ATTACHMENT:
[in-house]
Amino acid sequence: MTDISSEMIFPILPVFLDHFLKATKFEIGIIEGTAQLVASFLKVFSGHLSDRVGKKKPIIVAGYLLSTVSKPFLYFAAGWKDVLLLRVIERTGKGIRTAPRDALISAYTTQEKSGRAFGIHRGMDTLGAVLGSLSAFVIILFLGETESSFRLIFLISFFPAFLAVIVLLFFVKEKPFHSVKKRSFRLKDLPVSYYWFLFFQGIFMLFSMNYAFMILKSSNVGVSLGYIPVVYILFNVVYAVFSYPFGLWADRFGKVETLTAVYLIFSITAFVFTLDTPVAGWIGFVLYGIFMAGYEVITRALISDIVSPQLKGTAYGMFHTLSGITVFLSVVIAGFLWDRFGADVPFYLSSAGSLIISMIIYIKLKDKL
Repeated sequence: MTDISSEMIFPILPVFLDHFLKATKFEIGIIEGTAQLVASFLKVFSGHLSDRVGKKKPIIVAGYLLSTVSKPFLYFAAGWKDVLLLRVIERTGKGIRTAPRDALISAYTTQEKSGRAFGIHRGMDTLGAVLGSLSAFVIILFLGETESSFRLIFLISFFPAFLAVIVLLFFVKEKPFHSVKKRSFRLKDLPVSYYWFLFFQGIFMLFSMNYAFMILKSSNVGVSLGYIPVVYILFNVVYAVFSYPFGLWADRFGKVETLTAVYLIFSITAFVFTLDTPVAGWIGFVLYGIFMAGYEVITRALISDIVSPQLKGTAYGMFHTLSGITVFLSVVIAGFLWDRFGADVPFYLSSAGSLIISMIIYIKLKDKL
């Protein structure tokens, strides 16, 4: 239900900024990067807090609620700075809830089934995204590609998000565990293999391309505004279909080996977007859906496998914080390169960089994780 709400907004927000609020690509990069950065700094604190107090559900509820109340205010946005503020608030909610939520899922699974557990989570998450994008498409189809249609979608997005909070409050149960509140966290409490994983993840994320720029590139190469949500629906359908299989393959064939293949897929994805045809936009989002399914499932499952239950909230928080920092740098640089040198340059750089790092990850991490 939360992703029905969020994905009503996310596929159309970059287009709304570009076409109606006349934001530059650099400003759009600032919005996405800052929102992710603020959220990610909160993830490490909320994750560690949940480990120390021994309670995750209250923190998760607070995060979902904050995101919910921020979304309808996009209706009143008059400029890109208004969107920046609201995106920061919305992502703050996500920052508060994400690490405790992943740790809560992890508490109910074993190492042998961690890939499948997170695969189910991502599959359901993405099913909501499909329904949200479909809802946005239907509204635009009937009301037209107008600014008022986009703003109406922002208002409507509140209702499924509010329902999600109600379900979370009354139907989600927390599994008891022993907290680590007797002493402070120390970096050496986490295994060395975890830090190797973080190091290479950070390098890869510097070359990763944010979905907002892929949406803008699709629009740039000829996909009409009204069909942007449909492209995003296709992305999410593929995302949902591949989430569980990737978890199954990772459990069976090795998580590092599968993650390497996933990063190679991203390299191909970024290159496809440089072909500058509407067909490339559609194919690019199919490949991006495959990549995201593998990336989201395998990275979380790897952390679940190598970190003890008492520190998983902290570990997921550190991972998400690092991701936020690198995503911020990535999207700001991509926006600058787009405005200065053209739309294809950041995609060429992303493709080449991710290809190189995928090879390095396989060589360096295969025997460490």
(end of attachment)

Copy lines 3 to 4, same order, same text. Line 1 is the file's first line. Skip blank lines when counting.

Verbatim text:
Repeated sequence: MTDISSEMIFPILPVFLDHFLKATKFEIGIIEGTAQLVASFLKVFSGHLSDRVGKKKPIIVAGYLLSTVSKPFLYFAAGWKDVLLLRVIERTGKGIRTAPRDALISAYTTQEKSGRAFGIHRGMDTLGAVLGSLSAFVIILFLGETESSFRLIFLISFFPAFLAVIVLLFFVKEKPFHSVKKRSFRLKDLPVSYYWFLFFQGIFMLFSMNYAFMILKSSNVGVSLGYIPVVYILFNVVYAVFSYPFGLWADRFGKVETLTAVYLIFSITAFVFTLDTPVAGWIGFVLYGIFMAGYEVITRALISDIVSPQLKGTAYGMFHTLSGITVFLSVVIAGFLWDRFGADVPFYLSSAGSLIISMIIYIKLKDKL
């Protein structure tokens, strides 16, 4: 239900900024990067807090609620700075809830089934995204590609998000565990293999391309505004279909080996977007859906496998914080390169960089994780 709400907004927000609020690509990069950065700094604190107090559900509820109340205010946005503020608030909610939520899922699974557990989570998450994008498409189809249609979608997005909070409050149960509140966290409490994983993840994320720029590139190469949500629906359908299989393959064939293949897929994805045809936009989002399914499932499952239950909230928080920092740098640089040198340059750089790092990850991490 939360992703029905969020994905009503996310596929159309970059287009709304570009076409109606006349934001530059650099400003759009600032919005996405800052929102992710603020959220990610909160993830490490909320994750560690949940480990120390021994309670995750209250923190998760607070995060979902904050995101919910921020979304309808996009209706009143008059400029890109208004969107920046609201995106920061919305992502703050996500920052508060994400690490405790992943740790809560992890508490109910074993190492042998961690890939499948997170695969189910991502599959359901993405099913909501499909329904949200479909809802946005239907509204635009009937009301037209107008600014008022986009703003109406922002208002409507509140209702499924509010329902999600109600379900979370009354139907989600927390599994008891022993907290680590007797002493402070120390970096050496986490295994060395975890830090190797973080190091290479950070390098890869510097070359990763944010979905907002892929949406803008699709629009740039000829996909009409009204069909942007449909492209995003296709992305999410593929995302949902591949989430569980990737978890199954990772459990069976090795998580590092599968993650390497996933990063190679991203390299191909970024290159496809440089072909500058509407067909490339559609194919690019199919490949991006495959990549995201593998990336989201395998990275979380790897952390679940190598970190003890008492520190998983902290570990997921550190991972998400690092991701936020690198995503911020990535999207700001991509926006600058787009405005200065053209739309294809950041995609060429992303493709080449991710290809190189995928090879390095396989060589360096295969025997460490």